Name: Grace Taban Genova
Age: Around 38
Location: Outskirts of Juba, beyond Gudele West.
Does your spouse/partner live with you? No, we are separated. I live with my two brothers and four children
What is your primary job? Home-brewer
What is your monthly salary? In a day, I might make 20 SSP ($4.76), (about $142.90 per 30-day month) but when I don’t make anything, the children go without food.
What is your household’s total income - including your partner’s salary, and any additional same sources? Sometimes my brothers can come with between 15-20 South Sudanese pounds (SSP, about $3.60-4.76)* to support the family.
How many people are living in your household - what is their relationship to you? Eight people including four children, two brothers and Genoa’s mother who came to Juba from Kaya, a village near the border with Uganda. Previously 7
How many are dependent on you/your partner's income - what is their relationship to you? All eight. 7
How much do you spend each month on food? N/A
What is your main staple - how much does it cost each month? Maize
How much do you spend on rent? The place belongs to relatives, and they said we can stay here without paying.
How much on transport? I go to town maybe three or four times a week (to buy food and brewing ingredients), and it costs me 6 SSP ($1.43) there and back.
How much do you spend on educating your children each month? Genova’s two eldest daughters, Susan, 13, and Esther, are now going to school. Genova pays 75 SSP per year ($18) in fees. previously the children did not attend school
After you have paid all your bills each month, how much is left? Nothing, absolutely nothing.
Have you or any member of the household been forced to skip meals or reduce portion sizes in the last three months? When there is extra food, my brothers eat. But if they and I have nothing, they have to do without.
Have you been forced to borrow money (or food) in the last three months to cover basic household needs? N/A
When IRIN visited Genova in early May, she was too upset to speak; her 11-year-old daughter Esther lay prone on the bed, lacking the energy to even swat away at flies.
A week and several trips to the clinic later, Genova says Esther is still very ill, and that her baby, Emmanuel, has another upset stomach. Emmanuel’s hacking cough sounds bigger than his tiny frame. Genova has also discovered that one of her children is epileptic.
“This one has diarrhoea, and that one has a swelling on the leg, and it’s paralyzing it now. It won’t move. It started hurting, and then swelling, and now it’s like this. It started one and a half months ago.
“Feeding and sicknesses are the biggest problems in my life, and I can’t solve it. There’s no way I can make it happen. I just take them [the children] to the clinic, and it helps for a while.”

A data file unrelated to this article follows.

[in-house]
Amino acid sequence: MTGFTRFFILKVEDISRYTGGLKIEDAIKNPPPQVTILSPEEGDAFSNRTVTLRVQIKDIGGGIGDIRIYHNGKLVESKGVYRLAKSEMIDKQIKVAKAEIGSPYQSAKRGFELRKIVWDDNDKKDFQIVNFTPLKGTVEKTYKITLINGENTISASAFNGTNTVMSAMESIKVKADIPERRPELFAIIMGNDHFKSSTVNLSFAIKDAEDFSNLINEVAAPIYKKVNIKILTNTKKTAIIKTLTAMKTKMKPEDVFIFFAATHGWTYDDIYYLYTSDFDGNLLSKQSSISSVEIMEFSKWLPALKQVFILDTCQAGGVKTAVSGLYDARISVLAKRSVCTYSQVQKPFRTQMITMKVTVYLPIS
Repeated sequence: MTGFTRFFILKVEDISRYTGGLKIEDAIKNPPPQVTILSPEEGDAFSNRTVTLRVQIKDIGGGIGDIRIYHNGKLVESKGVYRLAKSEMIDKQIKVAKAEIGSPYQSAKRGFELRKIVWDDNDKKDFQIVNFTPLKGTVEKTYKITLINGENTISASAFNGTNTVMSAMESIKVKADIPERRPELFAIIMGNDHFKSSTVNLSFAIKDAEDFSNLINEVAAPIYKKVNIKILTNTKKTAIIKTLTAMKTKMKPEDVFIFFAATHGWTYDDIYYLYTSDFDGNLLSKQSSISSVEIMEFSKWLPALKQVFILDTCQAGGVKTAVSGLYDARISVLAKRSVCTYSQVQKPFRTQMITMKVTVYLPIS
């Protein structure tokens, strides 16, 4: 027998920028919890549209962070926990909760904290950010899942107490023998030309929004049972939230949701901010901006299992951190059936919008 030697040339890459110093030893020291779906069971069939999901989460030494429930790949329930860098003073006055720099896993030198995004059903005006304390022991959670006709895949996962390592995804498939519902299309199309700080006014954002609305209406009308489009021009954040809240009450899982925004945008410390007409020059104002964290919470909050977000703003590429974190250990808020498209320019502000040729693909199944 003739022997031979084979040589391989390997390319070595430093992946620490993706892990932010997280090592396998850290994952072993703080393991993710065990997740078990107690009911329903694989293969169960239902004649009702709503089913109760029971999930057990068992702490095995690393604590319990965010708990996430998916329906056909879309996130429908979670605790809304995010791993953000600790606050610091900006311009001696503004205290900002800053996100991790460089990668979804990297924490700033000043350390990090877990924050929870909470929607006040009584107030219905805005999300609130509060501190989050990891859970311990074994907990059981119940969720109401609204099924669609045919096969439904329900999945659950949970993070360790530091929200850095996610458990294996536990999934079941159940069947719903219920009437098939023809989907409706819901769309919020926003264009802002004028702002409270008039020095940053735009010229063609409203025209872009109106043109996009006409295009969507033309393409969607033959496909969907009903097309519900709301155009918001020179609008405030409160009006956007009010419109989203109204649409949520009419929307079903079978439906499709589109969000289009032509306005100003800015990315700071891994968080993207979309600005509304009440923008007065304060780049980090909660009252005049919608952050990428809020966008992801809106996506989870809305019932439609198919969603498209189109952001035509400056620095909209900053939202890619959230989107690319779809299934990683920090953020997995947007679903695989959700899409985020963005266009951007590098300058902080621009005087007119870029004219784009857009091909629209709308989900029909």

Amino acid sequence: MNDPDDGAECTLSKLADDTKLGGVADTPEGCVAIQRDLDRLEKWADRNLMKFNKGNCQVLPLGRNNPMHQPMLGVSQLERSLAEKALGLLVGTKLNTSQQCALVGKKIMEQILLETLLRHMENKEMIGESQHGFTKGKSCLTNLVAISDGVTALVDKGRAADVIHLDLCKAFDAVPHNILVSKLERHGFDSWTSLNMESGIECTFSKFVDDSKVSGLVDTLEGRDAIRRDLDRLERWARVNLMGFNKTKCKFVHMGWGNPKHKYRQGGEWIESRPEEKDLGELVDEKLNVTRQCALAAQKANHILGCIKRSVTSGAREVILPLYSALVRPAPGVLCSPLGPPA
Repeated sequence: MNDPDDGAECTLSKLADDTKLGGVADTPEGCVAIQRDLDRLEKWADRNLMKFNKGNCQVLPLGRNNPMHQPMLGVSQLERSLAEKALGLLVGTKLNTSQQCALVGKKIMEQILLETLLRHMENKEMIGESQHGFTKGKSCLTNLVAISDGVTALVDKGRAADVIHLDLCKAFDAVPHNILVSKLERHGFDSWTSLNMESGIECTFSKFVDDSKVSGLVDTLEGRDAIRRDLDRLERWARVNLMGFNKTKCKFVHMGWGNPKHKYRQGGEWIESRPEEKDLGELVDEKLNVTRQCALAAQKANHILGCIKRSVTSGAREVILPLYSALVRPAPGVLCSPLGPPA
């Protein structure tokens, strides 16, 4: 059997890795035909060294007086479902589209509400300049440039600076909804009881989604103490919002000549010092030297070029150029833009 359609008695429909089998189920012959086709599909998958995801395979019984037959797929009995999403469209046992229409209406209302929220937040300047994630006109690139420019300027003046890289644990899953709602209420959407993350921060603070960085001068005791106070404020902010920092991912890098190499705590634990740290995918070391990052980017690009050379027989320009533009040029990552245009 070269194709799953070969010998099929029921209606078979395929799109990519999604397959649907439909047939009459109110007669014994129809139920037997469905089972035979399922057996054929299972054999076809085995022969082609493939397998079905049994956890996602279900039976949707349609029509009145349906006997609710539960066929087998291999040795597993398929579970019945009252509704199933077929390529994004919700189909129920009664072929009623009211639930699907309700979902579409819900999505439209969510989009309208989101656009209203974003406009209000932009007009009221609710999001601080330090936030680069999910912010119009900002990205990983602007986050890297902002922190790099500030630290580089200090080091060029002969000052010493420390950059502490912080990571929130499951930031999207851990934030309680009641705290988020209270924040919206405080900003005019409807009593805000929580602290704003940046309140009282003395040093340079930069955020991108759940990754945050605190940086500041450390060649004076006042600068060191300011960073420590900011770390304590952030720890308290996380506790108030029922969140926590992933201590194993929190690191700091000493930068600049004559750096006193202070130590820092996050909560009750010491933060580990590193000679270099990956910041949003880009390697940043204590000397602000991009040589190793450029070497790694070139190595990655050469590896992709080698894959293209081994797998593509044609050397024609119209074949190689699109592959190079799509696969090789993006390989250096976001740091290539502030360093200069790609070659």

Genova’s home-brewing business is also in trouble.
“I used to get a bit more money, but nowadays no one wants to buy. It seems that everyone in the area is doing the same business and so it’s slower.
“I have no idea how much I’m getting per month or per week, it’s just day to day.
“My finances are completely down. I’m really poor.”
At present, eight people live in Genova’s house, including her mother, who came to Juba from Kaya, a village near the border with Uganda. Genova’s two brothers also live there; they help to supplement her income, but are finding it harder to get odd jobs.
“They’re not working anymore, and now we are having a lot of difficulty even feeding the family. Sometimes they can come with between 15-20 South Sudanese pounds [SSP, about US$4-5.25]* to support the family, but it’s not a constant job.
“My children rely on me. When there is extra food, my brothers eat. But if they and I have nothing, they have to do without.
“In a day, I might make 20 SSP [$5.25], but when I don’t make anything, the children go without food.”
“There has been no good news over the last few months. It’s just been bad weather and sickness. When it rains, it affects my business, which is already not as good as it used to be, and I think it makes the children sicker.
“The major problem is sickness, and the only hope is if the government sets up a clinic here and treats the children for free. There are some [clinics] around here, but they are commercial and it’s so expensive. How much you pay depends on the type of sickness - like if it’s typhoid, it’s 100 SSP [$26] plus; if it’s malaria, a bit less.
“But I have to make this work. Home is home, and I can’t leave. If I could just sort out education and feeding, we would be okay.”
The family’s main staple is still maize, which is ground and made into ‘posho’, a porridge. Accompaniments are few and far between.
“We eat greens and cabbage, maybe fish and meat once in a while, but it’s very rare.”
Genova also spends 6 SSP ($1.60) on transport almost every day to go to the market to sell her home-brew and buy food or take her children to the clinic.
The good news is that Genova’s two eldest daughters, Susan, 13, and Esther, are now going to school. Genova pays 75 SSP per year ($20) in fees.
“This much better than the rest of the schools that are more expensive.”
*Using unofficial exchange rate as of 26 June 2013 (4.2 SSP to US$1)